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Prime Minister Narendra Modi mum as Rajya Sabha deadlock drags on

With the PM silent and Naidu sticking to his stand, the House descended into chaos.

Written by Manoj C G | New Delhi |
Updated: December 19, 2014 11:42:31 am
Prime Minister Narendra Modi, Finance Minister Arun Jaitley in the Rajya Sabha in New Delhi on Thursday. (Source: PTI Photo/TV Grab) Prime Minister Narendra Modi, Finance Minister Arun Jaitley in the Rajya Sabha in New Delhi on Thursday. (Source: PTI Photo/TV Grab)

Through the 44 silent minutes he spent in Rajya Sabha Thursday, Prime Minister Narendra Modi sent a loud and clear message that he would not concede to the Opposition’s demand of replying to a discussion on the “attack on the secular fabric of the country”.

Finally, the discussion did not begin despite arguments and counter arguments and the deadlock in House continued for the fourth day, threatening to derail the Centre’s agenda in the session, which includes the long-pending Insurance Laws (Amendment) Bill. With just three working days, chances of its passage look bleak.

Modi walked in at 12.03 pm, a minute after the house was adjourned for the second time. It was the Prime Minister’s question day and the atmosphere was charged after two adjournments. Amid mild jeering from Congress members, Modi stopped at the third row to talk to Environment Minister Prakash Javadekar about the just-concluded climate talks at Lima.

As he stood there for nearly 14 minutes, Parliamentary Affairs Minister Venkaiah Naidu went up to the PM to inform him of the developments in the House. When the House resumed at 12.17 pm, Modi took his seat. The verbal duel began, but Modi remained silent.

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Soon, leader after leader from the opposition implored that the PM be present during the debate and reply. JD(U)’s Sharad Yadav said: “Let the Prime Minister listen to all of us and give a satisfactory answer. Peace will prevail,” he said.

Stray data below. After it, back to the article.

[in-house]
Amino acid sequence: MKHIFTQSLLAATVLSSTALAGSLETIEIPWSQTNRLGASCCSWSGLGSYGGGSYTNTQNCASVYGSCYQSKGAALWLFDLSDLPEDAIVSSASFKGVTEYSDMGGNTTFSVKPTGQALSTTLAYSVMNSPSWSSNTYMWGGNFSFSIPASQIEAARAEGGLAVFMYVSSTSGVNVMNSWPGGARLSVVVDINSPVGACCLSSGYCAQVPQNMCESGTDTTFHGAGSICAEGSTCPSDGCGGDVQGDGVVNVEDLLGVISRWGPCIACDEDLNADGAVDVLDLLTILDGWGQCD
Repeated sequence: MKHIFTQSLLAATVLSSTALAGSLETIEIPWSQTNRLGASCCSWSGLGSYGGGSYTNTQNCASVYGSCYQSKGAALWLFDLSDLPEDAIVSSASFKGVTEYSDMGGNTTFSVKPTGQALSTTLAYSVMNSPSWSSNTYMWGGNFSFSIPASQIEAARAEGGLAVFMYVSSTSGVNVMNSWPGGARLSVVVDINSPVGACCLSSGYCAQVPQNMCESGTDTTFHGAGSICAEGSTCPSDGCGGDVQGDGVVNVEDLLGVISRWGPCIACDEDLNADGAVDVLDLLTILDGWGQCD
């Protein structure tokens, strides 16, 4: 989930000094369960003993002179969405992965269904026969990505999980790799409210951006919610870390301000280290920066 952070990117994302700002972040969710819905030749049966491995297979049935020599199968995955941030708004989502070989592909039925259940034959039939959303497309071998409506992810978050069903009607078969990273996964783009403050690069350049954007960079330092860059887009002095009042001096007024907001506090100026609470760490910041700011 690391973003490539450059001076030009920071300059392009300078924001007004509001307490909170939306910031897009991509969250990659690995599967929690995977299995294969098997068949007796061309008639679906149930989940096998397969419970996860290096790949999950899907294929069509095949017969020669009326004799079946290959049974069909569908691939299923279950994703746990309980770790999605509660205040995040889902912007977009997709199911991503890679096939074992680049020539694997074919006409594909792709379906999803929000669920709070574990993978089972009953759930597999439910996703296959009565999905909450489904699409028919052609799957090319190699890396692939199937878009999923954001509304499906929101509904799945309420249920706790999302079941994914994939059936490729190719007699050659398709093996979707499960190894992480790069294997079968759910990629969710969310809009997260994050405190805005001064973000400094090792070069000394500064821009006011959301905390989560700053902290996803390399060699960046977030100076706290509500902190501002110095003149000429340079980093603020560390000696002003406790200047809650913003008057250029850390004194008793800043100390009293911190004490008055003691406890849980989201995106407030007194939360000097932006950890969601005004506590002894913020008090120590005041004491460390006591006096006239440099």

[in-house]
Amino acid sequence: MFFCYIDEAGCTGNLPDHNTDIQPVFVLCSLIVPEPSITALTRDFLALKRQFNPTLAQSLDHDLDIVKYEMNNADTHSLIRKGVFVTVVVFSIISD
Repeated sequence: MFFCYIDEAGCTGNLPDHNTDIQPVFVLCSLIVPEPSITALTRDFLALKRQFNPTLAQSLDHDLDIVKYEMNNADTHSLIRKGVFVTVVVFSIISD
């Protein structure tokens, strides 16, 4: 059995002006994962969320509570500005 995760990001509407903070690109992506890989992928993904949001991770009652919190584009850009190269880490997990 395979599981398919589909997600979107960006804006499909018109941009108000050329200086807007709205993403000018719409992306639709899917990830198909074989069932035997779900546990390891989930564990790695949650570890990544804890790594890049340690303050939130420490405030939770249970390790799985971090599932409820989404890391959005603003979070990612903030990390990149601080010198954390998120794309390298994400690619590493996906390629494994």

Naidu replied that the government was ready for any discussion after which the “minister concerned” will reply.

The opposition rose in united protest.

Congress deputy leader Anand Sharma said the Opposition has no intention to undermine the dignity of the PM’s post. Referring to Modi’s statement disapproving Sadhvi Niranjan Jyoti’s remark, he said: “It is sad that after your statement, MPs from your party have violated that…What action will you take?”

With the PM silent and Naidu sticking to his stand, the House descended into chaos. Leader of the House Arun Jaitley intervened to say the government has already accepted the demand for a debate. “But now the opposition wants to decide who will speak when and who will reply…In this very session the Prime Minister made a statement on the demand of the Opposition. For three days after the statement, the House was not allowed to function. And, a new condition was raised… I repeat the government’s offer. If they want that under Rule 267, rules be suspended and subject of discussion start, let it start now.”

But the opposition insisted that the PM should reply. “There is an agreement for a discussion. All that we are saying is that let the PM be present, listen to us and answer,” CPM’s Sitaram Yechury said.

BSP chief Mayawati said: “In the country’s interest and in the interest of the people, don’t make it a prestige issue.”

To this, Naidu replied: “I would like to say there is no question of any prestige issue. The issue is of larger public interest. The country is calm. By bringing this motion, they want to create commotion outside.”

Following commotion, during which Modi kept exchanging notes with Jaitley, the House was adjourned at 1.01 pm.

Earlier, the opposition and the government crossed swords during Zero Hour. Anand Sharma said the government was being “arrogant”. Rejecting the charge and referring to normal functioning of Lok Sabha, Jaitley said “it is the arrogance of numbers and not the arrogance of the government.” The opposition has a majority in Rajya Sabha.

Yechury hit back. “If he is accusing us saying, ‘arrogance of numbers’, I would say the other House is functioning because of the tyranny of majority…,” he said.

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